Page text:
Tufted Area Rugs are particular rugs that are made in a bit of a different manner than hand or machine knotted rugs. First, there is a primary backing that is stretched out over a frame. This backing is very similar to muslin. The particular rug design is then drawn onto this primary backing. Next, the colored fibers, or yarns, are inserted into the primary backing by poking them through the backing using a hand operated tufting gun. The fibers are then evenly cut down to create the pile. The third step consists of rolling a layer of latex adhesive onto the back of the area rug. This latex adhesive holds the tufts properly in place, as they are not knotted onto the primary backing. Lastly, finishing hems as well as a secondary rug backing are glued onto the back of the rug, which completes the process.
One of the most common occurrences we encounter when cleaning area rugs in our facility is pet urine contamination. Treating a tufted rug for urine can be especially difficult due to the layer of latex adhesive that holds the backing on. Urine needs to be flushed out of the rug and the tufted backing can make that process difficult to carry out completely. Fortunately, a proper full submersion bath-like treatment is a highly effective way to completely remove urine from a tufted area rug. Check out some information on this style of pet odor treatment by clicking the link.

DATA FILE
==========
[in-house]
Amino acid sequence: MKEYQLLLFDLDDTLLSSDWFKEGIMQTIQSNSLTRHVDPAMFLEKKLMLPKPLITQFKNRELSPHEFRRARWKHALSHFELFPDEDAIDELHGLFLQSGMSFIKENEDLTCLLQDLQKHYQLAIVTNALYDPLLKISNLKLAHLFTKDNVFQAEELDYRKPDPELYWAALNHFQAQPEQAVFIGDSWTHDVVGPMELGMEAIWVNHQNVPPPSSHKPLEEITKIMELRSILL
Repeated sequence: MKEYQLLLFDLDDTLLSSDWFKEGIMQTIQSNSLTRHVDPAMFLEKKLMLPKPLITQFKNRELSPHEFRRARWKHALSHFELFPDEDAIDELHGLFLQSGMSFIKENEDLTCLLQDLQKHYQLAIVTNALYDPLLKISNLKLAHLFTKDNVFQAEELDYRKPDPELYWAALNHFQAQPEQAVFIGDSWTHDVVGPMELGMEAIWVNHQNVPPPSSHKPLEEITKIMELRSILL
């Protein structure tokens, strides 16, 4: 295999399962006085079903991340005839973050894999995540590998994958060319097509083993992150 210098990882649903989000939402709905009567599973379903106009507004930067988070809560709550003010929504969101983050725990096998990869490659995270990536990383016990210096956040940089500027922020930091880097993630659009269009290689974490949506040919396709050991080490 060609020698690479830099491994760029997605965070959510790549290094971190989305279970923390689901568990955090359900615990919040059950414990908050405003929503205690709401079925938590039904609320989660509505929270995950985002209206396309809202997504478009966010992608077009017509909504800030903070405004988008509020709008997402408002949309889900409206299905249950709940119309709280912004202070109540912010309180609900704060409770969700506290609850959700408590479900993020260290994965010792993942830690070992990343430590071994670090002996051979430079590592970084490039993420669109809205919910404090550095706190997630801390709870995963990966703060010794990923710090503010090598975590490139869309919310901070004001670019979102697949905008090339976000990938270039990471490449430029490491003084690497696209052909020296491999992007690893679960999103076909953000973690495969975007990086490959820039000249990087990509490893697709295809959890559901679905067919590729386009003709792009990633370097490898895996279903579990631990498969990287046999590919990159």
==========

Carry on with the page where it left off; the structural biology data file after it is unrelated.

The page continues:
Often, a brand new hand tufted area rug will emit a particular type of noxious petroleum type odor. Unfortunately, there is not too much that can be done to completely remove this odor. The latex glue that is used within the tufted area rug will often carry out a natural process called “off gassing”. This process creates an odor similar to what you would experience in a freshly painted room or a brand new car. Any person with chemical sensitivities would be effected by this odor release more so than most others. While a proper in-facility cleaning service is the most effective cleaning method for a tufted area rug, a proper cleaning and deodorizing will not necessarily completely remove the latex odor.
As a tufted area rug ages, the latex glue that was used during the rug construction process begins to break down and disintegrate. As the latex glue continues to decay, it will cause a white silt like powder to fall from the base of the rug. Over time, the break down of the latex glue can even cause the secondary backing to become loose and separate itself from the rest of the rug. When the white powder becomes abundant and the backing starts to separate, the tufted rug owner will come to a point where they have to decide to either have the rug professionally repaired (remove and replace the latex glue and apply a new backing) or to discard of the tufted rug. Depending on the specific rug, the cost of repair can often exceed the cost of replacing the rug itself.
Feel free to contact us HERE at the Oriental Rug Cleaning Plant in Orlando with any questions you may have about tufted area rugs. Our staff is full of friendly, helpful team members who are always eager to help!